|Derivation||Rounded (teres) and larger.|
|Origin||Lower angle of the scapula.|
|Insertion||Anterior surface of the humerus, below the head.|
|Action||Adducts the upper arm and rotates it medially (inward).|
Teres major is a rounded form with a horizontal and slightly diagonal axis. It points conveniently at the lower angle of the scapula, an important skeletal landmark.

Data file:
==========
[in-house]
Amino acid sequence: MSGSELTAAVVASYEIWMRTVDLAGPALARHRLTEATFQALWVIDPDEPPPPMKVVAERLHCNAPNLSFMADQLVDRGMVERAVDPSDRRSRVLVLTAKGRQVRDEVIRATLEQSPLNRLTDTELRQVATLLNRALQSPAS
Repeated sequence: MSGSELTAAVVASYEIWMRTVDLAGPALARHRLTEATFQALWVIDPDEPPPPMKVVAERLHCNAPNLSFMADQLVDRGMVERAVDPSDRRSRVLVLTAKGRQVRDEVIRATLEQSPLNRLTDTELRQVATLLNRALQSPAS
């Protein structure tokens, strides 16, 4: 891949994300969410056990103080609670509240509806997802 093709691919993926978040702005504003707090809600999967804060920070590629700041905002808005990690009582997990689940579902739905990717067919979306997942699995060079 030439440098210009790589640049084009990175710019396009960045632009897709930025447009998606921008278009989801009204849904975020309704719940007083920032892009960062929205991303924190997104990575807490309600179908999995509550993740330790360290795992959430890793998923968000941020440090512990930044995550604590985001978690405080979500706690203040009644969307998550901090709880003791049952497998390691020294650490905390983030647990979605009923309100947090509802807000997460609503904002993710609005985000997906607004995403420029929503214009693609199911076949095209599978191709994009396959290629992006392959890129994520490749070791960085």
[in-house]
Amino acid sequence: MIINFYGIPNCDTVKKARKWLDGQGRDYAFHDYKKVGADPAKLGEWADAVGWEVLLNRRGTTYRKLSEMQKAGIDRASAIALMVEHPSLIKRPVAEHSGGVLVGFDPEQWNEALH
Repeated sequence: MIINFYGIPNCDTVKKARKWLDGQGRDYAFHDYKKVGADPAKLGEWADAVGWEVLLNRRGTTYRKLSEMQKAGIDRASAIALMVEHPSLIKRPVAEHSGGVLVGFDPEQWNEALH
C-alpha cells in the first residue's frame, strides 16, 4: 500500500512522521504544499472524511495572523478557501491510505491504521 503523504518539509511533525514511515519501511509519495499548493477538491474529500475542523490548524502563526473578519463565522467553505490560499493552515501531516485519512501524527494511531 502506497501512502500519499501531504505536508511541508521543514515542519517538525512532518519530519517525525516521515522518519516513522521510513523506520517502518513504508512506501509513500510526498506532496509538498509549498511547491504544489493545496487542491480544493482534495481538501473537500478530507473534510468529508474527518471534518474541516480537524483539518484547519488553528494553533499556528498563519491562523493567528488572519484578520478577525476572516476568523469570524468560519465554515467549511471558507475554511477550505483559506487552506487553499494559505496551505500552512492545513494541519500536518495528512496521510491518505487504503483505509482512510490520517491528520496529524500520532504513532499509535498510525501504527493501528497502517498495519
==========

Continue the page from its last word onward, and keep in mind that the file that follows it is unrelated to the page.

Unlike infraspinatus above, teres major goes to the front of the humerus instead of the back. Therefore, where the line of teres major meets that of triceps, the latter usually demands precedence.
Teres major joins with latissimus dorsi to form the posterior wall of the armpit. The sharp turn in the wall from a more-vertical to a more-lateral direction indicates teres major.